Oil has a war and inflation hedge premium, but those aren’t permanent.
The oil market is difficult to predict in a conventional environment and is impossible to predict during a war. At the moment, there are two significant wars taking place: one between Russia and Ukraine and one between global central banks and inflation. The result of the political and economic turmoil has been an unprecedented amount of energy market volatility and shocking moments of illiquidity as traders react to tight energy supplies and attempt to hedge inflation.
The West Texas Intermediate light sweet crude oil futures contract traded on the New York Mercantile Exchange division of the CME Group is considered the world’s benchmark measure of oil price. It is also generally the most viscus energy futures market in the world. Yet, in recent months many veteran market participants, including myself, have referred to the market as broken. During normally functioning markets, the spread between the bid price and the ask price (the price you can sell at and the price you can buy at) is a penny or two, but there were times during the overnight session this spread was near a dollar! Further, even during the most liquid times of the day session, we were seeing spreads of a dime or more. This, along with erratic price changes is a sure sign of dysfunction. The chart tells a similar story of disorder; a year’s worth of price movement and multiple bull and bear markets as measured by 20% moves was occurring in single trading sessions in early March. While the volatility has moderately decreased since it is still at historically unruly levels.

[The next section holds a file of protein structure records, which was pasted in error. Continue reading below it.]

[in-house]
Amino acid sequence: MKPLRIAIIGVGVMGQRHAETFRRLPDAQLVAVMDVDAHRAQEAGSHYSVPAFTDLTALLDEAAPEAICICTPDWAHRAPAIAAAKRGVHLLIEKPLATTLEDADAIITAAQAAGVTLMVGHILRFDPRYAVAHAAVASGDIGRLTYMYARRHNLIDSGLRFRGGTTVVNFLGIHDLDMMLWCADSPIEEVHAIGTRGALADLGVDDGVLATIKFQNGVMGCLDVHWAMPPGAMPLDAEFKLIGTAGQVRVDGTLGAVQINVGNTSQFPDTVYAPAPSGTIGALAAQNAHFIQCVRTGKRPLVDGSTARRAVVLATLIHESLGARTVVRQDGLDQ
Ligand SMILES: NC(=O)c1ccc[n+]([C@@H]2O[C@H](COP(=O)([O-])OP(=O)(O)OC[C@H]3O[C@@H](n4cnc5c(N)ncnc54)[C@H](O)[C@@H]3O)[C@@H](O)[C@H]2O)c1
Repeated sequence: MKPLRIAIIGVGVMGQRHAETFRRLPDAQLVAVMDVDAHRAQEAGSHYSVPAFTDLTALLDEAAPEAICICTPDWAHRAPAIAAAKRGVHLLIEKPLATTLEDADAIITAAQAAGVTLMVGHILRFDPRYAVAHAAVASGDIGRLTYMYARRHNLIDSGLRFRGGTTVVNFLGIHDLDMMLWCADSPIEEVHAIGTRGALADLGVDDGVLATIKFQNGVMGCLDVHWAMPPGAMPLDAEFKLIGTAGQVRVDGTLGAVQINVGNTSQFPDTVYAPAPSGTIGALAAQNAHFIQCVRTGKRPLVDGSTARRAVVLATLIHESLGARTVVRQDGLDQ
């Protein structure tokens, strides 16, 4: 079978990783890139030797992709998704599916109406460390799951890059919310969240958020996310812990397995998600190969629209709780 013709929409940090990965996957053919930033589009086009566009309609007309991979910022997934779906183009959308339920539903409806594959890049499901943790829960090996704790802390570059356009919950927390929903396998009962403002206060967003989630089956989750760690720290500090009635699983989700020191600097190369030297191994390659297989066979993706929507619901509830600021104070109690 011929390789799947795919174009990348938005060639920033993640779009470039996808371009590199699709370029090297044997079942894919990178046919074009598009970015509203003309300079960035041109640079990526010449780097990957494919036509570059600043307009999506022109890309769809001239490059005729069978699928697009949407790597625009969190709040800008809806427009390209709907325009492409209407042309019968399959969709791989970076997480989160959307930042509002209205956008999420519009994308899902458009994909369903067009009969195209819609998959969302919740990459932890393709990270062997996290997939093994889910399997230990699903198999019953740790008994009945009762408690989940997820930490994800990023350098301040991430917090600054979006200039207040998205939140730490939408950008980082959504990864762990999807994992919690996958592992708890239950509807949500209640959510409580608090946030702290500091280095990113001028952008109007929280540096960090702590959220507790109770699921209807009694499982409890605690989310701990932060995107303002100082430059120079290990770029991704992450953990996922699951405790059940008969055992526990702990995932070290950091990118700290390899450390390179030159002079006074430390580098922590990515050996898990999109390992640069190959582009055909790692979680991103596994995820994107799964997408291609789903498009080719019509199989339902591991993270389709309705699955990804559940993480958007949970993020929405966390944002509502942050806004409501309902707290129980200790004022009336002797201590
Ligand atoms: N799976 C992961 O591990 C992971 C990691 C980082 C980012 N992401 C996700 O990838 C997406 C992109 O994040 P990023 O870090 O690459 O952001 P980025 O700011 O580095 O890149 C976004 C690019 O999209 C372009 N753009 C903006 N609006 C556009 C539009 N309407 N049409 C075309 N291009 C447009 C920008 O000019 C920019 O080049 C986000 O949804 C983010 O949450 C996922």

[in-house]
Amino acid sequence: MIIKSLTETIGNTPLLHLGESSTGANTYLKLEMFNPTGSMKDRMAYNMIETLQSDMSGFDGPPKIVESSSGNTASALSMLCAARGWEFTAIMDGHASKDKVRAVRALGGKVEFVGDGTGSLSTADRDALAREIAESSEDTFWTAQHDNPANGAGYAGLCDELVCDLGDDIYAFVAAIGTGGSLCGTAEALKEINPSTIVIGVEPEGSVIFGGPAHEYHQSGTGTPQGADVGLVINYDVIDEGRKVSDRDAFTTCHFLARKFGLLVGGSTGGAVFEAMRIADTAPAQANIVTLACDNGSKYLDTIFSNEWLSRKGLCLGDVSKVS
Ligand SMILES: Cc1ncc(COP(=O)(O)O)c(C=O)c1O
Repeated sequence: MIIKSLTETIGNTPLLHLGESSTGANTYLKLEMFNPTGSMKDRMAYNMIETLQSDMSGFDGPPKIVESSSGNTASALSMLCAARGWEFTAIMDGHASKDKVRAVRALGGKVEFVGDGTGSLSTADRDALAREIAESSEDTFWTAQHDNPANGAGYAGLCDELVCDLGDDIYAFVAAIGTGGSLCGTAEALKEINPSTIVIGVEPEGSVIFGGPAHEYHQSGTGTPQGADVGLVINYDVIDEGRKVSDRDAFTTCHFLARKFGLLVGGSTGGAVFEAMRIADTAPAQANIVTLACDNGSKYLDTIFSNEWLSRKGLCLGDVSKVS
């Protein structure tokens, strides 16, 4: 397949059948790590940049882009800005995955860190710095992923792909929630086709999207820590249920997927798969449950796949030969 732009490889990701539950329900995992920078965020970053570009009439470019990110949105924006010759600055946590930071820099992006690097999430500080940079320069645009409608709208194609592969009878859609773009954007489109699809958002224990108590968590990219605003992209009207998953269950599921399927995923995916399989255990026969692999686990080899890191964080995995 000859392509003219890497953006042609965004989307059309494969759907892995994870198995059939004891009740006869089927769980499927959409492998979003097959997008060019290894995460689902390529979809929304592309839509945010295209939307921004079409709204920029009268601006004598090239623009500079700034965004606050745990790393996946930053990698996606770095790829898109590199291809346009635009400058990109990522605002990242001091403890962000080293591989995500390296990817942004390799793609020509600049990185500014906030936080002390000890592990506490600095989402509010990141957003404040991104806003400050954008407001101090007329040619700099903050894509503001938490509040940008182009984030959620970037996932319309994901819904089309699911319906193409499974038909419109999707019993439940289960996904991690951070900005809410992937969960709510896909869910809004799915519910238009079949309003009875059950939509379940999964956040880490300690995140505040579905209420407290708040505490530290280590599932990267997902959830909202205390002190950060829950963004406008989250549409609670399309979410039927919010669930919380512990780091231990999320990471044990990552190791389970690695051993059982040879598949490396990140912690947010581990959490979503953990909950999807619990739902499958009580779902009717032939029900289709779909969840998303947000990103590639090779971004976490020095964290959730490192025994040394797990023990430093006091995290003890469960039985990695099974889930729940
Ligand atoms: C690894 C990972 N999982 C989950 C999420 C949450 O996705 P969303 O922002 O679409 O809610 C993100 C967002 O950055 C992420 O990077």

When Russia invaded Ukraine, it caused the price of WTI crude oil to break above trendline resistance and deviated prices from what had been a well-defined expanding wedge pattern. Had war not broken out, we believe prices would have continued to trade sideways to higher within that trading wedge. Since the Russian invasion, prices have managed to mostly hold above this trendline despite a few temporary probes back into the trading wedge. At the moment, $102.00 appears to be the price that, if broken, would push prices back into the trading wedge and could even lead to mass liquidation into the $70s. The weekly RSI is currently pointing higher but is nearing overbought levels. The bulls have an edge in the short-run but in the long run, we believe demand destruction will lead prices back into what might have been the trading range had the war not broken out.